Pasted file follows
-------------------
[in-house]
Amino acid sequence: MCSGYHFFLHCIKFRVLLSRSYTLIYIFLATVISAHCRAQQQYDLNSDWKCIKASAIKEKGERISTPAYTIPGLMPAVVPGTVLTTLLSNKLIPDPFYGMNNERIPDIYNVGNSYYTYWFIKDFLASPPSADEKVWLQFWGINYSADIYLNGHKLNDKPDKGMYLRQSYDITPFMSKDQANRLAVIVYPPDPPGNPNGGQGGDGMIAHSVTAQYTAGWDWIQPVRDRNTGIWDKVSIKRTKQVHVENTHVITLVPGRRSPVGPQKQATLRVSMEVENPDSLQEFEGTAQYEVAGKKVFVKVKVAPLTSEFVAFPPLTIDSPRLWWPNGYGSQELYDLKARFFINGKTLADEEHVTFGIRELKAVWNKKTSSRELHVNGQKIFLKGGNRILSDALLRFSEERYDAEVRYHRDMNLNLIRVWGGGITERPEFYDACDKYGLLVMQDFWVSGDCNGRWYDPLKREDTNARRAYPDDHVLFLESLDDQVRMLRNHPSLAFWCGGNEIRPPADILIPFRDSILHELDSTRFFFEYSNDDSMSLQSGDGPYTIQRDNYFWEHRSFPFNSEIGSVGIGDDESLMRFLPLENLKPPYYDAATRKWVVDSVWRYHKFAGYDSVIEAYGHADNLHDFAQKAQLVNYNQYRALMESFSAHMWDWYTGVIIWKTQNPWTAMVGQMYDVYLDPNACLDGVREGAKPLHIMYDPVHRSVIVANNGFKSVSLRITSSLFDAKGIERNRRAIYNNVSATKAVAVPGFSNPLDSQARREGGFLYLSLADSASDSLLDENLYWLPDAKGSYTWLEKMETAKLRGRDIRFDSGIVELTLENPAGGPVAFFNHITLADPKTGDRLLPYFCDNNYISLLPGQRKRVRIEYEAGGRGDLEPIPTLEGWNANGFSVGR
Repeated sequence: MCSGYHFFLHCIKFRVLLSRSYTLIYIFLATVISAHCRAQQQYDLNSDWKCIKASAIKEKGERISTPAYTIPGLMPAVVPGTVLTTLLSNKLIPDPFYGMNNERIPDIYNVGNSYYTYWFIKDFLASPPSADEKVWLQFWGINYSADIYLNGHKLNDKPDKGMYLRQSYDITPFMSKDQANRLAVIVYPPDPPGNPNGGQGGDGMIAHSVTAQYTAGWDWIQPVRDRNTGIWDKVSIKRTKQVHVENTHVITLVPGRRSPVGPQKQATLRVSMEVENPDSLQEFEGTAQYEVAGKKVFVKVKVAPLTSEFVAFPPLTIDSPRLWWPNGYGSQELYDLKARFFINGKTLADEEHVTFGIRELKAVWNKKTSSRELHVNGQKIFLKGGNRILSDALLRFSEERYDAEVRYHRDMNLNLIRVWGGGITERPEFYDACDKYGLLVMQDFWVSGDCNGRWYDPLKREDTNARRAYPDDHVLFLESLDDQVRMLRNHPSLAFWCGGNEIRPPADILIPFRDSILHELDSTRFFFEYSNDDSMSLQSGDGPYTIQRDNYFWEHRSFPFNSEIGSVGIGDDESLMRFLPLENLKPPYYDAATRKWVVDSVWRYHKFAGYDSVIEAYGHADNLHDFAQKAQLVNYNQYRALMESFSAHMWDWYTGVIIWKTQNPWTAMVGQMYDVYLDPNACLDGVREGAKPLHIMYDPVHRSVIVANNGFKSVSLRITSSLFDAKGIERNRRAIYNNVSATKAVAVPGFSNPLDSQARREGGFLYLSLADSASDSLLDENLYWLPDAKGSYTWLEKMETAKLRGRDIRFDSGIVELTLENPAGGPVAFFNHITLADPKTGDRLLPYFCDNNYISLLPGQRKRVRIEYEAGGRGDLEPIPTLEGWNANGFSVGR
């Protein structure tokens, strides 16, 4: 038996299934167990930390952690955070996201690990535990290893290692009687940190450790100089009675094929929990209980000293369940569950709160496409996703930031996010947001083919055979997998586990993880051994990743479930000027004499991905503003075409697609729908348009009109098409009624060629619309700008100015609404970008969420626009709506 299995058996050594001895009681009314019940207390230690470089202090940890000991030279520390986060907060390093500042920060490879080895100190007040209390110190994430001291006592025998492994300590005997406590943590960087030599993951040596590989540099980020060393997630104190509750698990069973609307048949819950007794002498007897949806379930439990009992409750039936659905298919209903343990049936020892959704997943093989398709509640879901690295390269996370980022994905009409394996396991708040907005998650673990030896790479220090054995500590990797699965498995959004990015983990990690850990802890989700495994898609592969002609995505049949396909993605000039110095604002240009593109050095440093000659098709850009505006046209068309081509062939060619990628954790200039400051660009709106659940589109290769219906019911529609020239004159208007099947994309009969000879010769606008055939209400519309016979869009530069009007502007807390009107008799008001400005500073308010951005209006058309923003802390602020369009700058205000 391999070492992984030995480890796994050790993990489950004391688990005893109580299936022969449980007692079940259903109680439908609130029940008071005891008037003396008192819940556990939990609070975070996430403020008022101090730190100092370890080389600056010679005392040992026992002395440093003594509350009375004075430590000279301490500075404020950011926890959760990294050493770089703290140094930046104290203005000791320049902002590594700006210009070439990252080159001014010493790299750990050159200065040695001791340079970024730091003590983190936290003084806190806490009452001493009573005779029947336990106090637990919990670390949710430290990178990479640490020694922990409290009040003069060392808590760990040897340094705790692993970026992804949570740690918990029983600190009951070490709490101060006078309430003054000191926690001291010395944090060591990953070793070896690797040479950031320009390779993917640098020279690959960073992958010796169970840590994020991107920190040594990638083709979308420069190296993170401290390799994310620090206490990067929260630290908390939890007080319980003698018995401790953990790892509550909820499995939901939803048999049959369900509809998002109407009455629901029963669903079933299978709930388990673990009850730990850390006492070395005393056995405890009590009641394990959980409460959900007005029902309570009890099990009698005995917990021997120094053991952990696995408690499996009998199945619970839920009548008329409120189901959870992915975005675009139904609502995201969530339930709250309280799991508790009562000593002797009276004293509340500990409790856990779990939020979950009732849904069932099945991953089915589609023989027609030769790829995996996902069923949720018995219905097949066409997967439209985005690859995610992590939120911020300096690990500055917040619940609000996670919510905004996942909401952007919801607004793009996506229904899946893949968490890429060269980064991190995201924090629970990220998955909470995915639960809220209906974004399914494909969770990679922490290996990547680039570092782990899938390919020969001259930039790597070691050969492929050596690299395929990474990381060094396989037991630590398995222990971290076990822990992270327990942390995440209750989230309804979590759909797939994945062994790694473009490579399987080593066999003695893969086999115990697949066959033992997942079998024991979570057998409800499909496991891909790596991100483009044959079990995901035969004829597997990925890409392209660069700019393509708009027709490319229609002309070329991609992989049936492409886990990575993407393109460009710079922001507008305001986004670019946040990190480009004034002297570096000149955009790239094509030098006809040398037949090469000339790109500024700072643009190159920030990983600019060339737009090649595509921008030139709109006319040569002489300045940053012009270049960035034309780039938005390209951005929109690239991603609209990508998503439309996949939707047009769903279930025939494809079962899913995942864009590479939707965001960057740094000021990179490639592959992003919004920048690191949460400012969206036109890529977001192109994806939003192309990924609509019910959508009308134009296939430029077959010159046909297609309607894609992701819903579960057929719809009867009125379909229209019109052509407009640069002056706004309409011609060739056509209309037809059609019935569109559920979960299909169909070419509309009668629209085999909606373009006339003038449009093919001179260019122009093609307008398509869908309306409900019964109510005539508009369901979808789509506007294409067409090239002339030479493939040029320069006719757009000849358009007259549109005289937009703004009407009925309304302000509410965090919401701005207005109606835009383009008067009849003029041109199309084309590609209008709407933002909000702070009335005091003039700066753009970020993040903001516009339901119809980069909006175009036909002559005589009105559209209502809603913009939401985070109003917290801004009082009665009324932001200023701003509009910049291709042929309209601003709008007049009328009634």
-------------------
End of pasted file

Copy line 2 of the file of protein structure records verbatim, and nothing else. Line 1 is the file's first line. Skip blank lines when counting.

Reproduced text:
Amino acid sequence: MCSGYHFFLHCIKFRVLLSRSYTLIYIFLATVISAHCRAQQQYDLNSDWKCIKASAIKEKGERISTPAYTIPGLMPAVVPGTVLTTLLSNKLIPDPFYGMNNERIPDIYNVGNSYYTYWFIKDFLASPPSADEKVWLQFWGINYSADIYLNGHKLNDKPDKGMYLRQSYDITPFMSKDQANRLAVIVYPPDPPGNPNGGQGGDGMIAHSVTAQYTAGWDWIQPVRDRNTGIWDKVSIKRTKQVHVENTHVITLVPGRRSPVGPQKQATLRVSMEVENPDSLQEFEGTAQYEVAGKKVFVKVKVAPLTSEFVAFPPLTIDSPRLWWPNGYGSQELYDLKARFFINGKTLADEEHVTFGIRELKAVWNKKTSSRELHVNGQKIFLKGGNRILSDALLRFSEERYDAEVRYHRDMNLNLIRVWGGGITERPEFYDACDKYGLLVMQDFWVSGDCNGRWYDPLKREDTNARRAYPDDHVLFLESLDDQVRMLRNHPSLAFWCGGNEIRPPADILIPFRDSILHELDSTRFFFEYSNDDSMSLQSGDGPYTIQRDNYFWEHRSFPFNSEIGSVGIGDDESLMRFLPLENLKPPYYDAATRKWVVDSVWRYHKFAGYDSVIEAYGHADNLHDFAQKAQLVNYNQYRALMESFSAHMWDWYTGVIIWKTQNPWTAMVGQMYDVYLDPNACLDGVREGAKPLHIMYDPVHRSVIVANNGFKSVSLRITSSLFDAKGIERNRRAIYNNVSATKAVAVPGFSNPLDSQARREGGFLYLSLADSASDSLLDENLYWLPDAKGSYTWLEKMETAKLRGRDIRFDSGIVELTLENPAGGPVAFFNHITLADPKTGDRLLPYFCDNNYISLLPGQRKRVRIEYEAGGRGDLEPIPTLEGWNANGFSVGR